A Few Babies and a Fresh Flower Show To Announce!

Meet Whalen & Motzko, Como Zoo’s Newest Baby Twin Emperor Tamarins

baby tamarins

Whalen and Motzko (photo credit Como Zoo)

On the heels of the University of Minnesota announcing a pair of new head coaches, Como Zoo is thrilled to announce the birth of a pair of new baby emperor tamarins, born April 21st. The twins, “Whalen” and “Motzko” are clinging well but will be off exhibit for a few days so they can gain strength and bond.

They join an exciting winning line-up of emperor tamarins at Como Zoo including “Fleck” and “Pitino” who where born in August 2017.

The names “Whalen” and “Motzko” are a tip of the hat, or perhaps a flick of the mustache, to the new University of Minnesota Women’s Basketball coach Lindsay Whalen and the new University of Minnesota Men’s Hockey coach Bob Motzko.

“With the exciting hire of Lindsay Whalen and the return of Bob Motzko to men’s hockey, we wanted to show support to our neighbors down the road and to their new coaches”, said Michelle Furrer, Como Park Zoo & Conservatory Director, adding “Ski-U-Mah!”

Whalen and Motzko are the 7th and 8th babies born to parents Lara and Roger. The gender of the twins usually takes several weeks to determine with absolute certainty. Along with Lara and Roger, Whalen and Motzko join brothers Fleck, Pitino and Chewbacca (Chewy) at Como Zoo.

After birth it is a male, usually the father, who will carry the babies on his back for the first 6-7 weeks. The fathers do the majority of the care-taking, usually only handing the infants over to the mother for nursing. Siblings often help the father carry the infants.
Typically, the gestation period lasts 140-145 days; yielding usually two, sometimes 3 young. Emperor tamarins are quite rare in zoos, with fewer than 30 in North American zoos.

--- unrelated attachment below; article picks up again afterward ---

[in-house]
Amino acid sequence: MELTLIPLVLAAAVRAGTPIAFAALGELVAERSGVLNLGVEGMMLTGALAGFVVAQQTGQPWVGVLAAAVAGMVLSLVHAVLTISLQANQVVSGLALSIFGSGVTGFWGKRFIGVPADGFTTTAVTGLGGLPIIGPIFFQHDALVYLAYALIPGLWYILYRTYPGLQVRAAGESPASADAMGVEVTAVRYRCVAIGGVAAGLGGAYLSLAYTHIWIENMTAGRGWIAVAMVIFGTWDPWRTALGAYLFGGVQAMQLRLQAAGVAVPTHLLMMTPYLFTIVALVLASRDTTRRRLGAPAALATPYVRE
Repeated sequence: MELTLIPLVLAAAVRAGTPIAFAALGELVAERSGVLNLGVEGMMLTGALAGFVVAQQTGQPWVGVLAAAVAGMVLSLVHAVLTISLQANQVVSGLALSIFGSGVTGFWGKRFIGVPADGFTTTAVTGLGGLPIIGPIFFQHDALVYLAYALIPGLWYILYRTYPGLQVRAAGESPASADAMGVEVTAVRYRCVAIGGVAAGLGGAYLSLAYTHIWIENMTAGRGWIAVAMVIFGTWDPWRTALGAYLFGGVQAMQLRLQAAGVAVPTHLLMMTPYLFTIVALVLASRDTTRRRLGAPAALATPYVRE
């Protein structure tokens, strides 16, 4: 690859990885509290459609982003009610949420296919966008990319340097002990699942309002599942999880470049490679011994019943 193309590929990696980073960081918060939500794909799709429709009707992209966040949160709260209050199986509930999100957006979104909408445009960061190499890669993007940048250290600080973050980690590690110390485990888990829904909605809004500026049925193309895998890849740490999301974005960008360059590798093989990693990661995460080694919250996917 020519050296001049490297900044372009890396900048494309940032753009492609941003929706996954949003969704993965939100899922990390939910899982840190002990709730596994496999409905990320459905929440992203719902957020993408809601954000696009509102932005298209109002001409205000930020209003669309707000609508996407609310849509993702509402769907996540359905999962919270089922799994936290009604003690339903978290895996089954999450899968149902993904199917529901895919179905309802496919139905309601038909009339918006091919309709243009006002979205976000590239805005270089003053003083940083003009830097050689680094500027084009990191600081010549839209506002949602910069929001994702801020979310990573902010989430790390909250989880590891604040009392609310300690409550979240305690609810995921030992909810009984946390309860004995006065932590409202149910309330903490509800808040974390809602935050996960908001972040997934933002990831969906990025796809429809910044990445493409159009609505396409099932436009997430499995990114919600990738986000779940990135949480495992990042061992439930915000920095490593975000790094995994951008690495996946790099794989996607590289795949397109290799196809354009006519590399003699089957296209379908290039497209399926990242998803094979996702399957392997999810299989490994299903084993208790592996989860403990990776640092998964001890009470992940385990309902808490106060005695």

Emperor tamarins are usually between 9-10.5 inches in body length with a tail length of around 15 inches. Adult Tamarin’s weigh about 1 pound full-grown; the twin babies weigh approximately 40 grams, about the size of a mini candy bar. Their most distinct physical feature is their long, white, drooping mustache.

Como Zoo Welcomes Baby Dall’s Sheep!

Sunny and Storm

Sunny and Storm (photo credit Jackie Scherer Photography)

A snowy white female baby Dall’s sheep was welcomed into the world last Tuesday, April 24th and is now prancing about in her home at Como Zoo. The baby was born on a bright, sunny day, and thus, has been aptly named “Sunny”. She can be seen scampering around the exhibit she shares with her mother “Storm”, and her one-year-old sister, “Drizzle”.

Dall’s sheep are most notable for the males’ (known as rams) massive curled horns. Females (known as ewes) also carry horns, but theirs are shorter and more slender, and only slightly curved. Until rams reach the age of 3 years, they tend to resemble the ewes quite a bit. After that, continued horn growth makes the males easily recognizable. Horns grow steadily during spring, summer, and early fall. In late fall or winter, horn growth slows and eventually ceases. This start-and-stop growth results in a pattern of rings called annuli which are spaced along the length of the horn, and can help determine age. The typical gestation period for a Dall’s sheep is 175 days and yields one baby.

Summer Flower Show Now Open in the Marjorie McNeely Conservatory

The Summer Flower Show at the Marjorie McNeely Conservatory opened Saturday, April 28 and runs through September 30, 2018 with a soft palate of pink and white.

The Summer Flower Show displays the greatest plant diversity of any of the Sunken Garden Flower Shows, as well as the longest season. Oriental lilies, cordyline, petunias, geraniums, and dichondra are just some of the flowers featured in this year’s show.

The Marjorie McNeely Conservatory opened in 1915 and the Sunken Garden was part of the original structure. Continuing with tradition, the Sunken Garden features five seasonal flower shows each year.